#### Recommended Citation

Published in *Transactions of the American Mathematical Society*, Volume 363, Issue 6, June 1, 2011, pages 3351-3372.

This article was first published in *Transactions of the American Mathematical Society*, published by the American Mathematical Society. Copyright © 2011 American Mathematical Society.

The definitive version is available at https://doi.org/10.1090/S0002-9947-2011-05340-7.

#### Abstract

The *conflation* of a finite number of probability distributions P_{1},...,P_{n} is a consolidation of those distributions into a single probability distribution *Q* = *Q*(P_{1},...,P* _{n}*), where intuitively

*Q*is the conditional distribution of independent random variables X1,...,X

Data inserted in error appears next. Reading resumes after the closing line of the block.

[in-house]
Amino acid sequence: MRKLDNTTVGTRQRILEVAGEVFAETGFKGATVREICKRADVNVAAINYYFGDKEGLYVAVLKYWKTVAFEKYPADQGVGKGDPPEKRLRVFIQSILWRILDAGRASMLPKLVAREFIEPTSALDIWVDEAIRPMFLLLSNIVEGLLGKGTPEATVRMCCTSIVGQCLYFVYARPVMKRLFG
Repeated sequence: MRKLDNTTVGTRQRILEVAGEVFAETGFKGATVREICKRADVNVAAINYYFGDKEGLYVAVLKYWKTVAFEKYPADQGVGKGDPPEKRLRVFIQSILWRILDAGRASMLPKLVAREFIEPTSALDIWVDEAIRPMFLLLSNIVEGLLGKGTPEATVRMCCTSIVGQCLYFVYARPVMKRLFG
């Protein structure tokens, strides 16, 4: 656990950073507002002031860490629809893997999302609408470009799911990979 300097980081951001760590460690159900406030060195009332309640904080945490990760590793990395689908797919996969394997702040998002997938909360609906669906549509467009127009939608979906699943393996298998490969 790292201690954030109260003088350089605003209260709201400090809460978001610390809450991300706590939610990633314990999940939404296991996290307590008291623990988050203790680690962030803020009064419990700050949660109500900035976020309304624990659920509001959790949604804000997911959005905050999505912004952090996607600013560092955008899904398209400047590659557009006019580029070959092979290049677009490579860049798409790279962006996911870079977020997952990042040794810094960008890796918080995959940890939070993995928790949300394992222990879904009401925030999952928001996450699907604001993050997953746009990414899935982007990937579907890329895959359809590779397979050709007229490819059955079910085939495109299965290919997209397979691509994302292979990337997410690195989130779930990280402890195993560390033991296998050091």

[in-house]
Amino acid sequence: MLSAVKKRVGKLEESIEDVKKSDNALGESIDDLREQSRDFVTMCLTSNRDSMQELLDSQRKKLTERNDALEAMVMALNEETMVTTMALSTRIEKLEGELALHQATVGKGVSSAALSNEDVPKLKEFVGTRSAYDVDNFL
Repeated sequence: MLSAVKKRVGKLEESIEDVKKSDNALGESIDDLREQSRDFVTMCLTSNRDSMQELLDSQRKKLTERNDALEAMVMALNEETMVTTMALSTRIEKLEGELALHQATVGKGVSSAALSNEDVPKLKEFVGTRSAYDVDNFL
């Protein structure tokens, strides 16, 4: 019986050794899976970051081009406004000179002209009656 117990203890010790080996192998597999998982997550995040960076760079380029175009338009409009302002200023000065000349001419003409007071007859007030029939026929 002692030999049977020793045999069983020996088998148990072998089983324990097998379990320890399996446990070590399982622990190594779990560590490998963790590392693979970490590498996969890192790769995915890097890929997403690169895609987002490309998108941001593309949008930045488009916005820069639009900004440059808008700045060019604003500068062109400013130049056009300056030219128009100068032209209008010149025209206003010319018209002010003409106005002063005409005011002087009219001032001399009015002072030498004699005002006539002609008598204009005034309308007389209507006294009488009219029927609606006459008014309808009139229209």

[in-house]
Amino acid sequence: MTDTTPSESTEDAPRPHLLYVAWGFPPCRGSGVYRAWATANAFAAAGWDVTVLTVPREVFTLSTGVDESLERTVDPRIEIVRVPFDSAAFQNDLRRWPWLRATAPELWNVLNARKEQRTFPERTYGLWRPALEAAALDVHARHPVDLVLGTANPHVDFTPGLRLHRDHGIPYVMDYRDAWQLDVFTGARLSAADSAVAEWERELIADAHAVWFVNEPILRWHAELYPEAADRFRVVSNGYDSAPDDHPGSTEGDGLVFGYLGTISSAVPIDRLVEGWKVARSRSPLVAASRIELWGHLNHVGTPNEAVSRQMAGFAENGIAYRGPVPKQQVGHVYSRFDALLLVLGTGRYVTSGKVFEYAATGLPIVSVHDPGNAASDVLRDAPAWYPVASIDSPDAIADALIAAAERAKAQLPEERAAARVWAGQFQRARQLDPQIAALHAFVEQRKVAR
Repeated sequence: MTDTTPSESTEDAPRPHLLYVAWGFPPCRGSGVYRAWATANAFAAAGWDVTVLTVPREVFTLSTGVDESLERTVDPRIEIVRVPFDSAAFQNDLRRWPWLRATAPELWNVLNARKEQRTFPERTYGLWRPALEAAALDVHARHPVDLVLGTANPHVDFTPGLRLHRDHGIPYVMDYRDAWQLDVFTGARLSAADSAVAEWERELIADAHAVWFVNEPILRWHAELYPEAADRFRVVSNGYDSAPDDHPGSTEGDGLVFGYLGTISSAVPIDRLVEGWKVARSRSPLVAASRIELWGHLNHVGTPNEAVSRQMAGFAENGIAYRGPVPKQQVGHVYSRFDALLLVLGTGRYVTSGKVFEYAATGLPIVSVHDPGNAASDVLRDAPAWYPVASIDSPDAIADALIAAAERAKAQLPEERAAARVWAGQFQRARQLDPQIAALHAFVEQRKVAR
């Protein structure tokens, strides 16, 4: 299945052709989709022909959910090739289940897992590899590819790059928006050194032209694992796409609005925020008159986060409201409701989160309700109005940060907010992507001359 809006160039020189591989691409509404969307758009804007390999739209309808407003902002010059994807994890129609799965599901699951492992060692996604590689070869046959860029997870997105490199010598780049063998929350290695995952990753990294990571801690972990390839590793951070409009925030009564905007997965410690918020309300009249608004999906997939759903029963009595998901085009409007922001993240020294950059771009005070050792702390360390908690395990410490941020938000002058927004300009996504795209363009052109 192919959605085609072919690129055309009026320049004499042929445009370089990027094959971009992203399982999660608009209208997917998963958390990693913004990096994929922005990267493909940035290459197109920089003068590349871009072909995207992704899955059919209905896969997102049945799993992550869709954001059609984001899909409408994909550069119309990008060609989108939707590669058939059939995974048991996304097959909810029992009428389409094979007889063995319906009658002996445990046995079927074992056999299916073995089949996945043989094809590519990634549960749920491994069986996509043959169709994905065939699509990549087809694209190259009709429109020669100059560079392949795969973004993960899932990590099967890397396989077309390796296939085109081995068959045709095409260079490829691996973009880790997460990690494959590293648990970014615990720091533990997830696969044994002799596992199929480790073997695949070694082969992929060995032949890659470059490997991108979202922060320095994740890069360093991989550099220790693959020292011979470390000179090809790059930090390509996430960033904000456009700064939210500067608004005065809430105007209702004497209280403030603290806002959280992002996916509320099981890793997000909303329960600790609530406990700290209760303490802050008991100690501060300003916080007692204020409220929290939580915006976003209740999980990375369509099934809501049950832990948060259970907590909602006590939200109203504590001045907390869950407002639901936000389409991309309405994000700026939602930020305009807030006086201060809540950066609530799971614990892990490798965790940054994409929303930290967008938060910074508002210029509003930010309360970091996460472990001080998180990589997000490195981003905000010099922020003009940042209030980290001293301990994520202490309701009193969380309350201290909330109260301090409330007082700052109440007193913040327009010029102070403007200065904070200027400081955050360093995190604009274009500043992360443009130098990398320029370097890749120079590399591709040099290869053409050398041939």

*with distributions P*

_{n}_{1},...,P

*, respectively, given that X*

_{n}_{1}= ···= X

*. Thus, in large classes of distributions the conflation is the distribution determined by the normalized product of the probability density or probability mass functions.*

_{n}*Q*is shown to be the unique probability distribution that minimizes the loss of Shannon information in consolidating the combined information from P

_{1},...,P

*into a single distribution*

_{n}*Q*, and also to be the optimal consolidation of the distributions with respect to two minimax likelihood-ratio criteria. In that sense, conflation may be viewed as an optimal method for combining the results from several different independent experiments. When P

_{1},...,P

*are Gaussian,*

_{n}*Q*is Gaussian with mean the classical weighted-mean-squares reciprocal of variances. A version of the classical convolution theorem holds for conflations of a large class of a.c. measures.

**URL:** https://digitalcommons.calpoly.edu/rgp_rsr/80